This toy resembles a bit a hamster ball, but is in reality a random treat dispenser that will likely keep your dog entertained and mentally stimulated. The good thing is that your dog will also get some exercise as he must tumble the ball around and about in order to gain access to the treats.You can basically set up the dual Treat Meters to randomly dispense treats so it becomes unpredictable.

The ball is covered in plastic bumpers to help protect your walls and furniture from being bumped into and scratched. This toy stimulates your dog's prey drive and makes him work for his food!

Help Shed Some Pounds !

Kyjen Hide-A-Squirrel Puzzle

This toy is a puzzle and will put your dog's natural instincts to work.Simply hide the squirrels in the tree trunk and let your dog use its thinking skills on figuring how to get them out. To help keep the dog entertained, the squirrels have squeakers in them, so your dog may further continue having fun by shaking them as he proudly carries them around the home. When the dog appears to be done playing, stuff them back in the tree and start a new session.

The squirrels and tree trunk are made of plush and are claimed to be quite durable, however they may be quickly destroyed by powerful chewers. Supervision is also a must as some dogs may ingest parts.

Go Hunt that Squirrel!


Some owners have dogs that find fetching the best way to keep exercised and mentally stimulated, but who can keep tossing the ball all day long when there are other things to do? Introducing Fetchtastic, the automatic fetching machine that will keep up with your dog and meet or exceed its needs! Basically, the machine is set to toss a ball every 7 seconds. Your dog then has the choice to return the ball tossed or keep on fetching repeatedly non-stop. Of course, supervise your dog for signs of exhaustion, some dogs never know when to stop!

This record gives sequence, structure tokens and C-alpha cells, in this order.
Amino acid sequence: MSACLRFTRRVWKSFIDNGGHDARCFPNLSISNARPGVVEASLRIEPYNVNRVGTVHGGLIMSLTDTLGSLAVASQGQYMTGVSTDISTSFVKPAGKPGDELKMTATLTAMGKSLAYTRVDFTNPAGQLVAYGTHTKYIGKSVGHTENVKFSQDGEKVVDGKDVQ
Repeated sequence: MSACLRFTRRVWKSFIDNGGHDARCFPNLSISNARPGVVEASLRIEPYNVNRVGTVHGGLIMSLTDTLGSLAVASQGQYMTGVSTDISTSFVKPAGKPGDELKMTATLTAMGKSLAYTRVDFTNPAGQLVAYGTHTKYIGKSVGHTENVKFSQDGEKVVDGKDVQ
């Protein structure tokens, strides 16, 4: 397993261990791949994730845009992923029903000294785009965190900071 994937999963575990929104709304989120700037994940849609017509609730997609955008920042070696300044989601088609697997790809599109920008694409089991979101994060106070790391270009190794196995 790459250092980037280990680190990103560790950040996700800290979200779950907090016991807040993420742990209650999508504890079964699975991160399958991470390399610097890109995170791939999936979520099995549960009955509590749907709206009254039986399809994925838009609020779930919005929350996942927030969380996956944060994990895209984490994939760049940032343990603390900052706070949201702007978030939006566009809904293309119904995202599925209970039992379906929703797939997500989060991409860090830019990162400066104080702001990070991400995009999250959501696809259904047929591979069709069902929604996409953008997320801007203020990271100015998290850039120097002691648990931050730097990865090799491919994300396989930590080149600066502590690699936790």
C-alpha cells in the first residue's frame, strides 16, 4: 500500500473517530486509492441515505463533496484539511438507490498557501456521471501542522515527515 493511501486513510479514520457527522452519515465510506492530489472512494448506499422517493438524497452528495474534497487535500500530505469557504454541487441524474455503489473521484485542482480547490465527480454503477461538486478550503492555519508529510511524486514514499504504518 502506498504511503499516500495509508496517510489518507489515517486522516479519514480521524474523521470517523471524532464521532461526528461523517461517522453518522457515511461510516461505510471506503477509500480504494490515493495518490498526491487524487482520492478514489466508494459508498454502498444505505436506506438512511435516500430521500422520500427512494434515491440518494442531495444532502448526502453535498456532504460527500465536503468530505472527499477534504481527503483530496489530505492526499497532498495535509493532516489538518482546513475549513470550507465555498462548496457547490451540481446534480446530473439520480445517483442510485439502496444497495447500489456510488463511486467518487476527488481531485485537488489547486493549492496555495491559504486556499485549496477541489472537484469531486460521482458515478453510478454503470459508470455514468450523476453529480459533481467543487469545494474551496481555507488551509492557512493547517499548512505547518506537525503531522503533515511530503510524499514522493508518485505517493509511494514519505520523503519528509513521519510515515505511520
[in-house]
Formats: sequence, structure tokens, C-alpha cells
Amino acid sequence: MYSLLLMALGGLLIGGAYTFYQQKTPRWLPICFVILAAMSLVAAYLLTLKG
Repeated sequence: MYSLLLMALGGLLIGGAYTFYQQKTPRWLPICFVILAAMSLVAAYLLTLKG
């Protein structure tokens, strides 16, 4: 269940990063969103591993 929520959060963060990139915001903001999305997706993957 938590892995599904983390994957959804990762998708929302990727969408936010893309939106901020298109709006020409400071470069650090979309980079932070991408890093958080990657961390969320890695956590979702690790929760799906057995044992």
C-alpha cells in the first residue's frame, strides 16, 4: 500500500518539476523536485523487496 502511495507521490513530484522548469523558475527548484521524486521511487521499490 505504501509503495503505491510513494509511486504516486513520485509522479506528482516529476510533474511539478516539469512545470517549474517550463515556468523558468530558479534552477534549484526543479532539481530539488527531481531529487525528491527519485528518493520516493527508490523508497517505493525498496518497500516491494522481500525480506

For Fetching Fanatics!

Nina Ottosson's Interactive Dog Toy

Who said board games are only for humans? Your bored dog may enjoy some interactive play with this ''board game'' featuring removable bones which hide treats underneath. This game requires some manual dexterity so your dog learns new skills and solutions to the puzzle. His nose will come into play as well, since he will try to figure out which bones hide the treats under and search for them.

Bored Dog Board Game


Margaret on November 25, 2018:

Does she have a problem with her teeth?

ShannaAnna on September 07, 2018:

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My sweet Luna Belle loved fetch and ball chasing for about 5 months. She HAS to have her "chewy " every day but in the last few months she has started walking away from it after a couple of minutes. It seems like her only interest is seeking other animals, of any kind, and playing with other dogs is her main desire /focus! She has sought the friendship of toads, frogs, 2 opposoms, cats, a hamster, chickens, even a snake! Thank goodness it wasn't poisonous bc it bit her 2 days in a row... In the very same place on her snoot! She would have tried again if the snake would have shown back up in the yard! I don't know what to do that will interest or stimulate her! She does like tug even though her interest has also declined in that too. I tried hide and seek with toys, treats and food. I have reward sessions with her. Have her perform for praise and snacks. I am paraplegic so walks are not as long as I would like but I take her everywhere that I can and make and take her to play dates as often as I can. She was so excited about everything when I brought her home. I really hope it is the summer... She hates the heat almost as much as I do! Anyone have other ideas?

Adrienne Farricelli (author) on October 19, 2012:

Thanks for stopping by. My Rotts have had the same Kong for 3 years!